Page:Folk-lore - A Quarterly Review. Volume 14, 1903.djvu/346

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3 1 6 Reviews.

completion. I note briefly some of the most interesting articles in the final volume. The " Queen of Heaven," with her curious offering of cakes, is identified with Astarte-Ashtoreth. The Raven is one of that class of living creatures which, having been originally worshipped, were honoured, and their presence was considered holy, but their specific " holy " character made them " taboo," and as such they were to be avoided. In the article "Ritual" we have a full review of the ideas underlying "Sacri- fice," animal and human, with references to Babylonian beliefs. Under " Salt," its use in ritual is exhaustively discussed. " Satyrs," which were probably originally goat-shaped, give us an important chapter in demonology. The lore and worship of " Serpents " are fully discussed. Under " Shoes " the taboo of wearing them in a holy place is considered, as well as the belief, exemplified in the story of Ruth, that drawing off the shoe meant giving up a legal right. " Sodom " gives an opportunity for reviewing the many tales of cities destroyed as a punishment for their iniquity. The article " Stars " collects the folklore connected with the con- stellations, their worship, and the belief in astrology. The Adonis cult is considered under "Tammuz," and the Ahikar story is reviewed in a valuable article on "Tobit." The article "Tombs" discusses the Hebrew methods of disposal of the dead, and that on " Urim and Thummim " a remarkable method of divination. That on "Trade and Commerce" brings together much useful information, the value of which is increased by excellent maps of the ancient Trade Routes.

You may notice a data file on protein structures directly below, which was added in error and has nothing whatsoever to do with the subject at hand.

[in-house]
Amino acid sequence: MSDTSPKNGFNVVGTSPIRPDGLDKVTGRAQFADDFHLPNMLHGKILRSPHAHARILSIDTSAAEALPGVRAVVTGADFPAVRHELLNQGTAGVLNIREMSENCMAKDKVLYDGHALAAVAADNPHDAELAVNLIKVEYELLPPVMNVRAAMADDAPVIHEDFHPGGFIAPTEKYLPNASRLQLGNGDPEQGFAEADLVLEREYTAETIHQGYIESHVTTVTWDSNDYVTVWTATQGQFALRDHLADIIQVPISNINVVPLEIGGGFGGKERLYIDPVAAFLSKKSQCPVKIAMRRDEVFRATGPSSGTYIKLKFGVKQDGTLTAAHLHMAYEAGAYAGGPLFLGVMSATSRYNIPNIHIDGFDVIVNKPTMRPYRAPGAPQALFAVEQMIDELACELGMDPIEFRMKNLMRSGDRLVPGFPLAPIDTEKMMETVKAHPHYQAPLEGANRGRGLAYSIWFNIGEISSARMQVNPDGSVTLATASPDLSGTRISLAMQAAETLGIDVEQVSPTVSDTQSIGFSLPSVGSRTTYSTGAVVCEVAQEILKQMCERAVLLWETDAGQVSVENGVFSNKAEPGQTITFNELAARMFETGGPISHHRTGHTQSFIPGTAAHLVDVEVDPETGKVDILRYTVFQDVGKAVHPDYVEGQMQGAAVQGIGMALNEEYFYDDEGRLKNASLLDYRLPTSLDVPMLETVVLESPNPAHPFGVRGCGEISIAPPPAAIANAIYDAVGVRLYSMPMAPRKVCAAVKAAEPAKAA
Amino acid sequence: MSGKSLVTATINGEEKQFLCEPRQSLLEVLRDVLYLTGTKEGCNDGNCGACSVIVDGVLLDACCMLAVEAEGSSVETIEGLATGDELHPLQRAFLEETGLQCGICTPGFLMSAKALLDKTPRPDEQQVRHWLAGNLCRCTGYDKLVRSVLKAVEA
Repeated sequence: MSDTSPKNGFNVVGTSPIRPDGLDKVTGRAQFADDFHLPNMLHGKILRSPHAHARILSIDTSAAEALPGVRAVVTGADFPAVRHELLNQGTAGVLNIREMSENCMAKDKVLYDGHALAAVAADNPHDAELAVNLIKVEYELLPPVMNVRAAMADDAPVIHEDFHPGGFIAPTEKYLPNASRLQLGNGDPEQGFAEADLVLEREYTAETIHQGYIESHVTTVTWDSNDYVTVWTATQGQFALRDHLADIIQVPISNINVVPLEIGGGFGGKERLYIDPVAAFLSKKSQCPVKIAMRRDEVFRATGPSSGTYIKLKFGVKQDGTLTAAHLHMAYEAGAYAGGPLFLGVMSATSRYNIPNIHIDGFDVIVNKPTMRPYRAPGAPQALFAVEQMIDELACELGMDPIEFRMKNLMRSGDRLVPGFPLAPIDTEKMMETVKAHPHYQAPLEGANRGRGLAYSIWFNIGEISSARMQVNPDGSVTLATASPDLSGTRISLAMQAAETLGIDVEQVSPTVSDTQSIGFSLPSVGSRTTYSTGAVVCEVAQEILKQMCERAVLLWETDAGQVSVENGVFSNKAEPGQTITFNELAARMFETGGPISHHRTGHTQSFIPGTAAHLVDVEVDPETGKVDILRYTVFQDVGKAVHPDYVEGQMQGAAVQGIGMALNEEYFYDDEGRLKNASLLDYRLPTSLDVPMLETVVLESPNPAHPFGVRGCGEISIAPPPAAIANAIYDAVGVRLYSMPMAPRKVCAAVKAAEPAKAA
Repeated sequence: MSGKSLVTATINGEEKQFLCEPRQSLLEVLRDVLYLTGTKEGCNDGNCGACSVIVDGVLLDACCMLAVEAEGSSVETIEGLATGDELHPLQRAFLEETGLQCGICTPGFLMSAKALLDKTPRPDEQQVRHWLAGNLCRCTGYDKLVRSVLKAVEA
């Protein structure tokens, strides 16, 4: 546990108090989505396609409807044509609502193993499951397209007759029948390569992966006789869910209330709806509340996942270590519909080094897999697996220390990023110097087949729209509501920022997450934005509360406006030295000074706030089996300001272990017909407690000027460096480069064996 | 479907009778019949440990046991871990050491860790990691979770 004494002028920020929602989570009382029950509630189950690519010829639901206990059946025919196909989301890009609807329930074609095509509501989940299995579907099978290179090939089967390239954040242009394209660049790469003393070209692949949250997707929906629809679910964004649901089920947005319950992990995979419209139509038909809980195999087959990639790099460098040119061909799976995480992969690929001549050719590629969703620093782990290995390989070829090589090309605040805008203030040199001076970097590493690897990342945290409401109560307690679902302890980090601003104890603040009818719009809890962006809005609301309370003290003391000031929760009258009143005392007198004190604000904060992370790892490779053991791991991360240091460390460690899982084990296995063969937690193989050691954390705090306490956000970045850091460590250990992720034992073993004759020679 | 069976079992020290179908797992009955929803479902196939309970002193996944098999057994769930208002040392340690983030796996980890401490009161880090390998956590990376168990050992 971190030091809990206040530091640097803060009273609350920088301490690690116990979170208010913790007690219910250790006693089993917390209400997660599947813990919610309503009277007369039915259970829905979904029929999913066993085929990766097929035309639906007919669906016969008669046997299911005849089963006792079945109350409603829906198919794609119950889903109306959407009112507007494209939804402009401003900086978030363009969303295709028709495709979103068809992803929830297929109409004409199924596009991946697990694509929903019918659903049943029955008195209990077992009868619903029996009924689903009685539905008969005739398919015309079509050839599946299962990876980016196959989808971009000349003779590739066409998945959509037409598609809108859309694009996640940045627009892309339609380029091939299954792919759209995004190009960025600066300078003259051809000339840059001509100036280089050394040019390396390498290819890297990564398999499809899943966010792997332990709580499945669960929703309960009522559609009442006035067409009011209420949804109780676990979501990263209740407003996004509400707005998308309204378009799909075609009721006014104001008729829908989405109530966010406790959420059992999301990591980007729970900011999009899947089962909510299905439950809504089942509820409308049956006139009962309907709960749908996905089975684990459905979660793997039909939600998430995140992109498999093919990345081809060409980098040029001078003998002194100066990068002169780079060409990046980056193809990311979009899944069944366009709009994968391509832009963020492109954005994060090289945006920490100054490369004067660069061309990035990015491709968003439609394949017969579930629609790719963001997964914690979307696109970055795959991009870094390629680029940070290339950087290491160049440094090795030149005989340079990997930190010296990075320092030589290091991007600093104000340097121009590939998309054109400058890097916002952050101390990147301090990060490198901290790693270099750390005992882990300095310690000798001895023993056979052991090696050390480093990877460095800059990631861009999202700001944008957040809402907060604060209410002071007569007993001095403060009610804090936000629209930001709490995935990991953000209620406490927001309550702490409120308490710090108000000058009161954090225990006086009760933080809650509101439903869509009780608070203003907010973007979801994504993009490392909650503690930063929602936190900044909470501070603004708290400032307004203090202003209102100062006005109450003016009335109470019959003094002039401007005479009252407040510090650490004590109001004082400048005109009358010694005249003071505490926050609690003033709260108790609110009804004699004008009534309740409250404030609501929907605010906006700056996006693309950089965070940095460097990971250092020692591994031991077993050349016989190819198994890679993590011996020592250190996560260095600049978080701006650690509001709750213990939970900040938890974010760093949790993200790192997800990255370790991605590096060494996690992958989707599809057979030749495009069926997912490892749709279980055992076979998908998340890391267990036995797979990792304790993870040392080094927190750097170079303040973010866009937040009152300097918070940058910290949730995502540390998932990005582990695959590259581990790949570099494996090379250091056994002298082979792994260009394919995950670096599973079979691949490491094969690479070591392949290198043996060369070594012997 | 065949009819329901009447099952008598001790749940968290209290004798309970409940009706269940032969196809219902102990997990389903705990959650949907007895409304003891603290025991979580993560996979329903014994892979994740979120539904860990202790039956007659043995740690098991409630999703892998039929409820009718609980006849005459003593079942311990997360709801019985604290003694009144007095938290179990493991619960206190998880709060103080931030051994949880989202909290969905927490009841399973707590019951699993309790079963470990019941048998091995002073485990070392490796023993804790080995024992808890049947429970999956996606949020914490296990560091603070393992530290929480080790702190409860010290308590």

The book is thus almost indispensable to all students of anthro- pology. It is much to be regretted that Professor Cheyne still continues that reckless emendation of the text which characterised the earlier volumes, and persists in a theory, not accepted by the most sober and most qualified Biblical scholars, that early Hebrew history was mainly concerned with the Negeb, or North Arabia, and that the magic word Jerahmeel lies at the root of a majority of the personal and local names.

W. Crooke.